Following a decade of animosity stemming from Serbia’s military actions during the Bosnia war and its subsequent attacks against Kosovo, relations between Serbia and the United States are beginning to improve., In the early 1990s, as the former Yugoslavia began to break apart, Serbian nationalists led by Slobodan Milošević attempted to unite Serbs in breakaway regions such as Bosnia and Herzegovina and Croatia. Paramilitary units backed by the Serbian government attacked Bosniaks and Croats, committing numerous human rights abuses, including the wholesale slaughter of entire villages. The United States and its NATO allies were reluctant at first to become involved in the Bosnian war, but eventually by 1994-95, they carried out air strikes to neutralize the power of the Serbian military. Only a few years later, Serbia again gained international scorn as it attempted to violently suppress an independence movement in the province of Kosovo. Once again, the US and European countries intervened militarily to blunt Serbian attacks.
The power of Serbian nationalists began to wane by 2000 and Milošević was forced from power following contested elections. He was subsequently arrested and sent to The Hague to be tried for war crimes, but died of a heart attack before the trial ended. With a new government in power in Belgrade, relations with Washington began to improve. Trade sanctions were lifted, and the US even began to provide limited military training to a newly revamped Serbian army. But difficulties have continued to arise for the US-Serbian relationship. The Bush administration’s recognition of Kosovo’s declaration of independence in 2008 provoked violent protests against the US Embassy in Belgrade. In addition, the violent assault of an American college student in upstate New York by a visiting Serbian student, who subsequently fled the country to avoid prosecution, has created strains between officials in Washington and Belgrade.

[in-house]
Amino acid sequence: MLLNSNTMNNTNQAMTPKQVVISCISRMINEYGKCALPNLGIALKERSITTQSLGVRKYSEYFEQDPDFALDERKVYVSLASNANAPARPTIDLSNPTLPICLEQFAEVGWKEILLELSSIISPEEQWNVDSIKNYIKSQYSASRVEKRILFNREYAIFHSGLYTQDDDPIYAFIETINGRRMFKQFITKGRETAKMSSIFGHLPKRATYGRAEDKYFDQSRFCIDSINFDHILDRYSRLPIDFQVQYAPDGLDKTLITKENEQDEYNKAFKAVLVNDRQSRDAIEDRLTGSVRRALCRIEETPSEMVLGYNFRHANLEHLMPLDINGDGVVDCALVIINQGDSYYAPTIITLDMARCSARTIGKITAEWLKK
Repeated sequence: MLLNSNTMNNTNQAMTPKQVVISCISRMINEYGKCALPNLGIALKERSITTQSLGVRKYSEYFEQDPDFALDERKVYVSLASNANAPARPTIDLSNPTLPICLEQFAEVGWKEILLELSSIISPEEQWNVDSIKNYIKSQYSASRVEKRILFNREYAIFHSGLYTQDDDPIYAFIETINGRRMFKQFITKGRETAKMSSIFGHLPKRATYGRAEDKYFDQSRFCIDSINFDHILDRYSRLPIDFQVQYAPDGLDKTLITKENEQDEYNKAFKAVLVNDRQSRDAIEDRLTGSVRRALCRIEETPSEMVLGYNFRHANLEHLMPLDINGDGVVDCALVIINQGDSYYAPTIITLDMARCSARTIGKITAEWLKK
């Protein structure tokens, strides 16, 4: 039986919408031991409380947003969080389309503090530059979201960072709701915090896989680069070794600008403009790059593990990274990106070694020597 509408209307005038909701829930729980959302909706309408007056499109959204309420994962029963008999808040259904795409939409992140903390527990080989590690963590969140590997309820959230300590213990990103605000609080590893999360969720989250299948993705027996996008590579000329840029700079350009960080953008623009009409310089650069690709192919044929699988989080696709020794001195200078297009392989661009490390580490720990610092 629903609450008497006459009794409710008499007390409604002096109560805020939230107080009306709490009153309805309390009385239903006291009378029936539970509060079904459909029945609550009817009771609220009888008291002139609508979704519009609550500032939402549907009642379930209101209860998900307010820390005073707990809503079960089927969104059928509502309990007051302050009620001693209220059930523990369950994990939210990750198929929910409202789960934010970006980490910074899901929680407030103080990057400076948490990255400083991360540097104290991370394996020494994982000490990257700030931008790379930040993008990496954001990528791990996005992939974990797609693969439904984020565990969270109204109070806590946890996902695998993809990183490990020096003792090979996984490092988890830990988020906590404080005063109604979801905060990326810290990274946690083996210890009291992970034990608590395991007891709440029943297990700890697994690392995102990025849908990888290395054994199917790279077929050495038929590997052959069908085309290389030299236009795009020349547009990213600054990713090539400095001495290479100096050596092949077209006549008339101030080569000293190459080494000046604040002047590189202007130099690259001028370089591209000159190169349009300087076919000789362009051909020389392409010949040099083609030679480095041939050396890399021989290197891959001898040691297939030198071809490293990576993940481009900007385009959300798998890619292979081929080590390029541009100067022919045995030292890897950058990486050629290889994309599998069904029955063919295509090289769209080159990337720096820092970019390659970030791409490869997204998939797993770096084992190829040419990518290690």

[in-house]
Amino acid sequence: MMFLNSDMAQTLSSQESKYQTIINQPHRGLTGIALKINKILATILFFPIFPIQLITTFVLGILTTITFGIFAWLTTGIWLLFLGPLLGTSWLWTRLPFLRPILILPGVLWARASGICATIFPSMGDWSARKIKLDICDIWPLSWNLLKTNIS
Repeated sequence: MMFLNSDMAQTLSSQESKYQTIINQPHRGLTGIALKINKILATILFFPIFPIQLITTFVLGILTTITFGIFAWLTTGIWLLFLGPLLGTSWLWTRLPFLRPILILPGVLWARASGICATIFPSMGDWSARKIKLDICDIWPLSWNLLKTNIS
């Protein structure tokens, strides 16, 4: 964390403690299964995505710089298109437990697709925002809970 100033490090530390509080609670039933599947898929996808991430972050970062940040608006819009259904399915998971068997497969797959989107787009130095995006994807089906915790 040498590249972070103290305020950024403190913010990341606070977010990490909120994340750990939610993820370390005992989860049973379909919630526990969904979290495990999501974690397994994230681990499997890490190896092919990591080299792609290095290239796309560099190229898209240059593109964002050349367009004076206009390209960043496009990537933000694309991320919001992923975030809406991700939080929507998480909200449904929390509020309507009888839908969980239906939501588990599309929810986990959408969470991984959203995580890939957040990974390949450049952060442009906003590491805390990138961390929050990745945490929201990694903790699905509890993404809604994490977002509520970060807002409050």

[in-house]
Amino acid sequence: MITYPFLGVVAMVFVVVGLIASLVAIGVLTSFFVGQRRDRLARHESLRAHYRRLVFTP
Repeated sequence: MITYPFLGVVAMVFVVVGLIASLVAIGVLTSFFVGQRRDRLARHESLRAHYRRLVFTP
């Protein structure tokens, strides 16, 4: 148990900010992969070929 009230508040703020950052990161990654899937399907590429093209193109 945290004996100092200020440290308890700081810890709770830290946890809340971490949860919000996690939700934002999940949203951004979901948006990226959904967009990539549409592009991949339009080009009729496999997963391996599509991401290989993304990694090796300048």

The first Serbian kingdom was created in 1170 by Stefan Nemanja, whose son was canonized as St. Sava and became the patron saint of the Serbian Orthodox Church which was founded in 1219. Serbia’s territories expanded under the rule of King Milutin, who seized territory in nearby Macedonia from the Byzantines. The territories reached their peak under Milutin’s son, Stefan Dušan (1331-1355).
Serbian power waned after Stefan’s death in 1355, and at the Battle of Kosovo on June 28, 1389, the Serbs were defeated by the Turks. Following the Battle of Smederevo in 1459, the Ottoman Empire exerted complete control over all Serb lands.
Serbs lived under the rule of the Ottoman sultans for nearly 370 years, though the Serbian Orthodox Church, despite several disruptions, transmitted Serbian heritage and helped preserve Serbian identity during this period. Movements for Serbian independence began with uprisings led by Karađorđe Petrović (1804-1813) and Miloš Obrenović (1815-1817), founders of two rival dynasties that ruled Serbia until World War I. Serbia became an internationally recognized principality under Turkish and Russian protection after the Russo-Turkish War of 1828-1829.